A publication of Appalachian Voices


A publication of Appalachian Voices

Naturalist

Fascinating Cave Creatures of Appalachia

southern cavefish

The southern cavefish has lost its pigment and eyes as a result of adapting to life underground. Photo by Matthew Niemiller

The Central and Southern Appalachian region is known for its biodiversity with some of the highest numbers of salamanders, plants and fungi anywhere in the temperate world. But another enchanting and diverse ecosystem hides underneath these lush and scenic mountains in a wide variety of caverns found across the region.

The Cumberland Plateau hosts an especially stunning array of caves. For years, Matthew Niemiller, a professor at the University of Alabama in Huntsville, has been studying organisms that are only found in caves.

“The southern part of the Cumberland Plateau is recognized as a global hotspot of subterranean biodiversity with over 200 species that are only found in caves,” he says. “For cave biodiversity, there’s no better place in North America.”

Clever Adaptations

The hundreds of species that call Appalachia’s caves home have overcome these challenges through a host of bewildering adaptations.

southern cave crayfish

The southern cave crayfish has lost its pigment and eyes as a result of adapting to life underground. Photo by Matthew Niemiller


Deep underground, there is no light, and the source of most nutrients comes from the surface, such as plant debris that washes into the cave and the fungi that grows on the droppings of bats, woodrats and cave crickets that venture down below.

“Different species have evolved different strategies to [adapt to the cave environment]; in some cases they’ve converged on similar solutions,” says Niemiller. “The biggest constraint [physically] is you can’t use your eyes. You have to rely on your other senses to detect food, each other, potential predators and where you’re at in your environment.”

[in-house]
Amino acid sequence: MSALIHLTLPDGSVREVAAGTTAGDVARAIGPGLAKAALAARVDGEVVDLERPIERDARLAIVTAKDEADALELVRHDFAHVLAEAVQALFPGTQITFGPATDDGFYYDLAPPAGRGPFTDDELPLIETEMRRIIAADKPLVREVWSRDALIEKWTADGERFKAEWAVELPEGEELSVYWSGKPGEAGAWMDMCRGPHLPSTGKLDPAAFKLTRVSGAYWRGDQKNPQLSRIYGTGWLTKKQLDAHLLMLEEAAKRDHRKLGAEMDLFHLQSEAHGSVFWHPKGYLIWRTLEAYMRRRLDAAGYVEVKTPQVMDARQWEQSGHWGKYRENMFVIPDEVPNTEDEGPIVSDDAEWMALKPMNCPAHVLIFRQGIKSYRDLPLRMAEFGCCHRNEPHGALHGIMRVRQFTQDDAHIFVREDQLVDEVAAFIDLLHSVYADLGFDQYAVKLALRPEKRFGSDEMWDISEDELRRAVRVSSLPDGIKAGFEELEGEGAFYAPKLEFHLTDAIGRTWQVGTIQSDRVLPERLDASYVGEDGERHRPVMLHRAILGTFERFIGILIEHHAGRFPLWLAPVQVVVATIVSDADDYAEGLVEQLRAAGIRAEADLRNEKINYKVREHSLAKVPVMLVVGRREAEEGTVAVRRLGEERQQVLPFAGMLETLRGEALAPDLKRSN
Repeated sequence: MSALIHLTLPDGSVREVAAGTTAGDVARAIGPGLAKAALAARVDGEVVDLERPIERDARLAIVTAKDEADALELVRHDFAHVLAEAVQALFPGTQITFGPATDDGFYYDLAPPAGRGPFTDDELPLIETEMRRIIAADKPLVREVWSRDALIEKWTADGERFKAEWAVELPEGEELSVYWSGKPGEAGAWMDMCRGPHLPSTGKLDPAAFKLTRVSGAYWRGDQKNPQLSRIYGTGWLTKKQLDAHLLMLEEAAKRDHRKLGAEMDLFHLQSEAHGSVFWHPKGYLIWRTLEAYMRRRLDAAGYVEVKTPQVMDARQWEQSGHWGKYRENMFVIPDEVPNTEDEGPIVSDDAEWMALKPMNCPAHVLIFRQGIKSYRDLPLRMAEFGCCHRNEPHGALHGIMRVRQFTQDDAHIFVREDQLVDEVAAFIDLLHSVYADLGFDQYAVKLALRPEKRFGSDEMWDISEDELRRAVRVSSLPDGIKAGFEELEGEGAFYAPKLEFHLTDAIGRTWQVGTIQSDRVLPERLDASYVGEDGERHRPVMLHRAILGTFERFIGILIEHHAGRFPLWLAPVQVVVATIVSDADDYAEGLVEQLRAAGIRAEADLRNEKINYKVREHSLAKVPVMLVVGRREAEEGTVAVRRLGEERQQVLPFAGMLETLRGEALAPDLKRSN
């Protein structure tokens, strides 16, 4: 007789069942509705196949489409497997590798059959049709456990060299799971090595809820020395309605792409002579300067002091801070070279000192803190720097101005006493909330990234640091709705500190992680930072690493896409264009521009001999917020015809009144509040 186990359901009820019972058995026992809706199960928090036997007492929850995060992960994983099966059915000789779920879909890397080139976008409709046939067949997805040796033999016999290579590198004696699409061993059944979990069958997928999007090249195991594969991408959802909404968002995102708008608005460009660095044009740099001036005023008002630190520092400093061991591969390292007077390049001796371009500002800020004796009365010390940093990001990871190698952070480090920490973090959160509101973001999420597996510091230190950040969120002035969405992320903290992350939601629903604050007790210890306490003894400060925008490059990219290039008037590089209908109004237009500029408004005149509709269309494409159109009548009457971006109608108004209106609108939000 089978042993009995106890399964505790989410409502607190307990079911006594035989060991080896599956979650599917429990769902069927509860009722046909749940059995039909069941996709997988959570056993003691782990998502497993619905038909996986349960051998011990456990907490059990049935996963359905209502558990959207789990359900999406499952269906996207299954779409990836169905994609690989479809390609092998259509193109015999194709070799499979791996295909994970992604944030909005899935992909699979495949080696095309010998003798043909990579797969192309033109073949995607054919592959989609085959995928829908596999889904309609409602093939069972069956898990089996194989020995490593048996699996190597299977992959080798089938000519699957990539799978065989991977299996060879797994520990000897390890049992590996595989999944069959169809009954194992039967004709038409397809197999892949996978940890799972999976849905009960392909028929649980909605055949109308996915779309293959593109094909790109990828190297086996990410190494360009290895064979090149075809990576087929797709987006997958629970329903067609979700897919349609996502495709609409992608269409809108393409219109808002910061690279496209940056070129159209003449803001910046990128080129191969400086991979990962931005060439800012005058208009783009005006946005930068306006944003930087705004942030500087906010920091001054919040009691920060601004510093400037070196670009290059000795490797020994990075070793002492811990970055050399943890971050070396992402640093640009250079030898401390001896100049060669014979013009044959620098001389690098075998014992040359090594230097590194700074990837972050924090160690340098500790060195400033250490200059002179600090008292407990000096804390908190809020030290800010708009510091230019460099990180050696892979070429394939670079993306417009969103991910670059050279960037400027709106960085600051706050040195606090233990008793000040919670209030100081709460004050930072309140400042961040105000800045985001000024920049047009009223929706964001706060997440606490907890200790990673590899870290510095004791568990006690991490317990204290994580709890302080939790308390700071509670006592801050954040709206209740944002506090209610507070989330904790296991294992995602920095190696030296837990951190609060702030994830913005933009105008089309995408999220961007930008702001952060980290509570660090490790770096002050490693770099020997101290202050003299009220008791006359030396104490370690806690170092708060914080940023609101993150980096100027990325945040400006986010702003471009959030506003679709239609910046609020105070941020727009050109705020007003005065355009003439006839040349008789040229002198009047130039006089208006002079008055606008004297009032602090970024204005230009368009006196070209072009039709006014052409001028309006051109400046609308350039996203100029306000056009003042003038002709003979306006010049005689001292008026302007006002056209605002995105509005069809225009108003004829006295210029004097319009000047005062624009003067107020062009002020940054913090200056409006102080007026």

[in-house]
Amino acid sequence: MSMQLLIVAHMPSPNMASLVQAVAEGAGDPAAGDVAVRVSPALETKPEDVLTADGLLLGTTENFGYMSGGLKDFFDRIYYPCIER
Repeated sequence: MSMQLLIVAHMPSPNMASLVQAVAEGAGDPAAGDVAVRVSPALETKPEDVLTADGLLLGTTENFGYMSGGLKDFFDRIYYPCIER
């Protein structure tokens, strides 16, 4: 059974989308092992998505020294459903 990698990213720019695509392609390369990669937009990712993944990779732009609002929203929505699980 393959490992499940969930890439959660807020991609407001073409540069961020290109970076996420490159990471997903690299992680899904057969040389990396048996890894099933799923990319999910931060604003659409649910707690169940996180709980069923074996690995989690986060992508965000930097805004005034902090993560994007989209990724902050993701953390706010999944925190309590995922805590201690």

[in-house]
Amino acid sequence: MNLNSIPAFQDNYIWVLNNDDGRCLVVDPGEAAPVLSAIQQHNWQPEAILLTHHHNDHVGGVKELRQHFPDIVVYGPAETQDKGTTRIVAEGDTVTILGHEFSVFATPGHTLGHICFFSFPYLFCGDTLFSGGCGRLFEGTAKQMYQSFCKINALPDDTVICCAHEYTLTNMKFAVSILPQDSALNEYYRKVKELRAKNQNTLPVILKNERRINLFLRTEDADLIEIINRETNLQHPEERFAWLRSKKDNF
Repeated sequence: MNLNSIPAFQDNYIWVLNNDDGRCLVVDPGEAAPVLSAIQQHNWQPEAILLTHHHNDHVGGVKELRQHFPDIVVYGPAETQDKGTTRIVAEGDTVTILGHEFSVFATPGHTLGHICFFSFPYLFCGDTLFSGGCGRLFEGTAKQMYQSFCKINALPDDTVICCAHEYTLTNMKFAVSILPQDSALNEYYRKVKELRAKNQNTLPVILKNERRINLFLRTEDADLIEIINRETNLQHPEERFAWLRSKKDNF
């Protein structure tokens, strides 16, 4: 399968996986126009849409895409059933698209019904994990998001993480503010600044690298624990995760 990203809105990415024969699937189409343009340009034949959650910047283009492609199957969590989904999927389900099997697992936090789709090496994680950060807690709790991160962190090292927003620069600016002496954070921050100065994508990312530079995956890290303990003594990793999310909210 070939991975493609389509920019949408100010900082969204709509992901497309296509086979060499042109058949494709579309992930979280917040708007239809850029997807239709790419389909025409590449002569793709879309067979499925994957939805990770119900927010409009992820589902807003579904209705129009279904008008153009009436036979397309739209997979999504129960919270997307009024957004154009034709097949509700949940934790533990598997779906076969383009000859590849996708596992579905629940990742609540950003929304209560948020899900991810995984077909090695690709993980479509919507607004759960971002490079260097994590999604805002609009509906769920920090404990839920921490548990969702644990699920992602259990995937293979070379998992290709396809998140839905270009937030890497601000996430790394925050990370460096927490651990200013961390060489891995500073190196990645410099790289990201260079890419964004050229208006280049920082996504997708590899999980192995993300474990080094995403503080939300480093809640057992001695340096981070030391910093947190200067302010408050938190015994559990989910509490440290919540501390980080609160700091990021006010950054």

Many species have stopped growing eyes completely. Instead of eyes, southern cavefish have a finely tuned system of sense organs that run along their body with large structures called neuromasts that allow them to detect the tiniest vibrations in the water. They use this to locate potential food sources and to navigate.

Some invertebrates have developed elongated limbs and appendages to help them maneuver. Millipedes and springtails have noticeably extended antennae that help them detect changes in air currents.

Cave species also do not need to produce pigment in their skin and exoskeleton, as they do not need to blend in with their surroundings or protect themselves from the sun.

In addition to these physical changes, cave species also adapt their lifestyle to the infrequent and sparse availability of food.

“Reproduction is delayed, lifespans get longer [and] metabolism slows way down,” Kirk Zigler, a professor at Sewanee: The University of the South, says. “They require less nutrients and they can live longer without being fed at all.”

According to Zigler, while crayfish found in surface waters typically live for two to three years, studies indicate that subterranean crayfish can live for several decades.

With these physical and lifecycle changes, many cave species are unable to live on the surface or move from cave to cave. Over time, this isolation has led to the diversity on display today.